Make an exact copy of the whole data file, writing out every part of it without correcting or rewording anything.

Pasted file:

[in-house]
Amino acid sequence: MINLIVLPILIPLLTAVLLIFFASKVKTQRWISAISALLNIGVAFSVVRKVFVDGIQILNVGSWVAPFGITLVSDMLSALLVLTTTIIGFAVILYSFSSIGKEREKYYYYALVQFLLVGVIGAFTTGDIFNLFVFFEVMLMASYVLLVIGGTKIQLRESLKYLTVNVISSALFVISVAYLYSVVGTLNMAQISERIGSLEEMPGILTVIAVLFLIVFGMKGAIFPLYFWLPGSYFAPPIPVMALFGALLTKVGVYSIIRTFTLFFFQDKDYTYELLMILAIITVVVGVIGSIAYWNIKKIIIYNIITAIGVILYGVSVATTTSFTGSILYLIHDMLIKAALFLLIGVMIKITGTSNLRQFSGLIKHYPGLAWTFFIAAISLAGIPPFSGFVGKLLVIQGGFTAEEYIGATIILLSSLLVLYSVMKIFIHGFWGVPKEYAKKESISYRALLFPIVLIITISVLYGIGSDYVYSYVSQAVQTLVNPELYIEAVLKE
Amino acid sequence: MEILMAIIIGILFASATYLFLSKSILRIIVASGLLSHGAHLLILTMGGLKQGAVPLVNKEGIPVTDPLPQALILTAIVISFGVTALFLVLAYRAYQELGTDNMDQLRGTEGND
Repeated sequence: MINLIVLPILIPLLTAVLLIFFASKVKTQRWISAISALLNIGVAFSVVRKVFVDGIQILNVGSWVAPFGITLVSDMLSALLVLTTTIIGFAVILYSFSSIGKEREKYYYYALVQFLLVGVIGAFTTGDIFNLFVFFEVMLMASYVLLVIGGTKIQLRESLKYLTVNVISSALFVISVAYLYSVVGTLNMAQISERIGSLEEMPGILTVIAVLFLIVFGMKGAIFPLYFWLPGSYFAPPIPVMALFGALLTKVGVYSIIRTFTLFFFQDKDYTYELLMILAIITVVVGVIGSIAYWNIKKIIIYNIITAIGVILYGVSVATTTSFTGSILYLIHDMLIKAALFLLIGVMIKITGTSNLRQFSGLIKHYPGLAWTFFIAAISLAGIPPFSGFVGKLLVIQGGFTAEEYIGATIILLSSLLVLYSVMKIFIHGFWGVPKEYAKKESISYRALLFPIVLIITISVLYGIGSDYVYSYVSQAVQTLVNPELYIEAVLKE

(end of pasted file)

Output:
[in-house]
Amino acid sequence: MINLIVLPILIPLLTAVLLIFFASKVKTQRWISAISALLNIGVAFSVVRKVFVDGIQILNVGSWVAPFGITLVSDMLSALLVLTTTIIGFAVILYSFSSIGKEREKYYYYALVQFLLVGVIGAFTTGDIFNLFVFFEVMLMASYVLLVIGGTKIQLRESLKYLTVNVISSALFVISVAYLYSVVGTLNMAQISERIGSLEEMPGILTVIAVLFLIVFGMKGAIFPLYFWLPGSYFAPPIPVMALFGALLTKVGVYSIIRTFTLFFFQDKDYTYELLMILAIITVVVGVIGSIAYWNIKKIIIYNIITAIGVILYGVSVATTTSFTGSILYLIHDMLIKAALFLLIGVMIKITGTSNLRQFSGLIKHYPGLAWTFFIAAISLAGIPPFSGFVGKLLVIQGGFTAEEYIGATIILLSSLLVLYSVMKIFIHGFWGVPKEYAKKESISYRALLFPIVLIITISVLYGIGSDYVYSYVSQAVQTLVNPELYIEAVLKE
Amino acid sequence: MEILMAIIIGILFASATYLFLSKSILRIIVASGLLSHGAHLLILTMGGLKQGAVPLVNKEGIPVTDPLPQALILTAIVISFGVTALFLVLAYRAYQELGTDNMDQLRGTEGND
Repeated sequence: MINLIVLPILIPLLTAVLLIFFASKVKTQRWISAISALLNIGVAFSVVRKVFVDGIQILNVGSWVAPFGITLVSDMLSALLVLTTTIIGFAVILYSFSSIGKEREKYYYYALVQFLLVGVIGAFTTGDIFNLFVFFEVMLMASYVLLVIGGTKIQLRESLKYLTVNVISSALFVISVAYLYSVVGTLNMAQISERIGSLEEMPGILTVIAVLFLIVFGMKGAIFPLYFWLPGSYFAPPIPVMALFGALLTKVGVYSIIRTFTLFFFQDKDYTYELLMILAIITVVVGVIGSIAYWNIKKIIIYNIITAIGVILYGVSVATTTSFTGSILYLIHDMLIKAALFLLIGVMIKITGTSNLRQFSGLIKHYPGLAWTFFIAAISLAGIPPFSGFVGKLLVIQGGFTAEEYIGATIILLSSLLVLYSVMKIFIHGFWGVPKEYAKKESISYRALLFPIVLIITISVLYGIGSDYVYSYVSQAVQTLVNPELYIEAVLKE